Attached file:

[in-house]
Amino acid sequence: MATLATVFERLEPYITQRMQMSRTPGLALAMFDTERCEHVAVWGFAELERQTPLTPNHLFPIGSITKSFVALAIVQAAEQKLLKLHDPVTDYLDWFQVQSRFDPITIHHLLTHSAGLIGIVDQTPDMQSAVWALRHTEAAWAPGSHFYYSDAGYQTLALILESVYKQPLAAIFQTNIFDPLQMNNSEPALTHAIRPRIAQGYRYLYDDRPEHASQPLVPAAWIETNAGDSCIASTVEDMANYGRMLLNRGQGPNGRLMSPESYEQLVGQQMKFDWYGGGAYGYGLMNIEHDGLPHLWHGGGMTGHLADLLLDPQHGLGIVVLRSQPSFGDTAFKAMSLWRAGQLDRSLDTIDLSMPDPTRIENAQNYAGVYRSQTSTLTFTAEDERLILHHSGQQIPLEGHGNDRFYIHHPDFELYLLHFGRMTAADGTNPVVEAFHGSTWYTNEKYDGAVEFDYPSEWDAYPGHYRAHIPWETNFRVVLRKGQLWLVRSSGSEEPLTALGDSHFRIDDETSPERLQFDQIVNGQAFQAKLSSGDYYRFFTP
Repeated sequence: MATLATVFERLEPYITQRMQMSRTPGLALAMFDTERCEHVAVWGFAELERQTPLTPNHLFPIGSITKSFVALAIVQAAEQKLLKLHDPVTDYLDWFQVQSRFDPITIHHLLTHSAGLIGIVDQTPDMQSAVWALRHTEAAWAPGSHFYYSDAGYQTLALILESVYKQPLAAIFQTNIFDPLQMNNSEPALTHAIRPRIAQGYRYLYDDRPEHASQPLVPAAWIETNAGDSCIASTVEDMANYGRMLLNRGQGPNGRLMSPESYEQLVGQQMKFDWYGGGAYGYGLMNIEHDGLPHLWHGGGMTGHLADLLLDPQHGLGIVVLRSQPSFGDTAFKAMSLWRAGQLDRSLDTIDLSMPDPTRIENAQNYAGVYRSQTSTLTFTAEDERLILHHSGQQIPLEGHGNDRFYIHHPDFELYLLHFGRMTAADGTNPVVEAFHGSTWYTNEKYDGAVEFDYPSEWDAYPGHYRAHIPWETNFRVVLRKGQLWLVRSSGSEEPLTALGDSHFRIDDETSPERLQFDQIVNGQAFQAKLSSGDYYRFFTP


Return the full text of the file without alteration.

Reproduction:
[in-house]
Amino acid sequence: MATLATVFERLEPYITQRMQMSRTPGLALAMFDTERCEHVAVWGFAELERQTPLTPNHLFPIGSITKSFVALAIVQAAEQKLLKLHDPVTDYLDWFQVQSRFDPITIHHLLTHSAGLIGIVDQTPDMQSAVWALRHTEAAWAPGSHFYYSDAGYQTLALILESVYKQPLAAIFQTNIFDPLQMNNSEPALTHAIRPRIAQGYRYLYDDRPEHASQPLVPAAWIETNAGDSCIASTVEDMANYGRMLLNRGQGPNGRLMSPESYEQLVGQQMKFDWYGGGAYGYGLMNIEHDGLPHLWHGGGMTGHLADLLLDPQHGLGIVVLRSQPSFGDTAFKAMSLWRAGQLDRSLDTIDLSMPDPTRIENAQNYAGVYRSQTSTLTFTAEDERLILHHSGQQIPLEGHGNDRFYIHHPDFELYLLHFGRMTAADGTNPVVEAFHGSTWYTNEKYDGAVEFDYPSEWDAYPGHYRAHIPWETNFRVVLRKGQLWLVRSSGSEEPLTALGDSHFRIDDETSPERLQFDQIVNGQAFQAKLSSGDYYRFFTP
Repeated sequence: MATLATVFERLEPYITQRMQMSRTPGLALAMFDTERCEHVAVWGFAELERQTPLTPNHLFPIGSITKSFVALAIVQAAEQKLLKLHDPVTDYLDWFQVQSRFDPITIHHLLTHSAGLIGIVDQTPDMQSAVWALRHTEAAWAPGSHFYYSDAGYQTLALILESVYKQPLAAIFQTNIFDPLQMNNSEPALTHAIRPRIAQGYRYLYDDRPEHASQPLVPAAWIETNAGDSCIASTVEDMANYGRMLLNRGQGPNGRLMSPESYEQLVGQQMKFDWYGGGAYGYGLMNIEHDGLPHLWHGGGMTGHLADLLLDPQHGLGIVVLRSQPSFGDTAFKAMSLWRAGQLDRSLDTIDLSMPDPTRIENAQNYAGVYRSQTSTLTFTAEDERLILHHSGQQIPLEGHGNDRFYIHHPDFELYLLHFGRMTAADGTNPVVEAFHGSTWYTNEKYDGAVEFDYPSEWDAYPGHYRAHIPWETNFRVVLRKGQLWLVRSSGSEEPLTALGDSHFRIDDETSPERLQFDQIVNGQAFQAKLSSGDYYRFFTP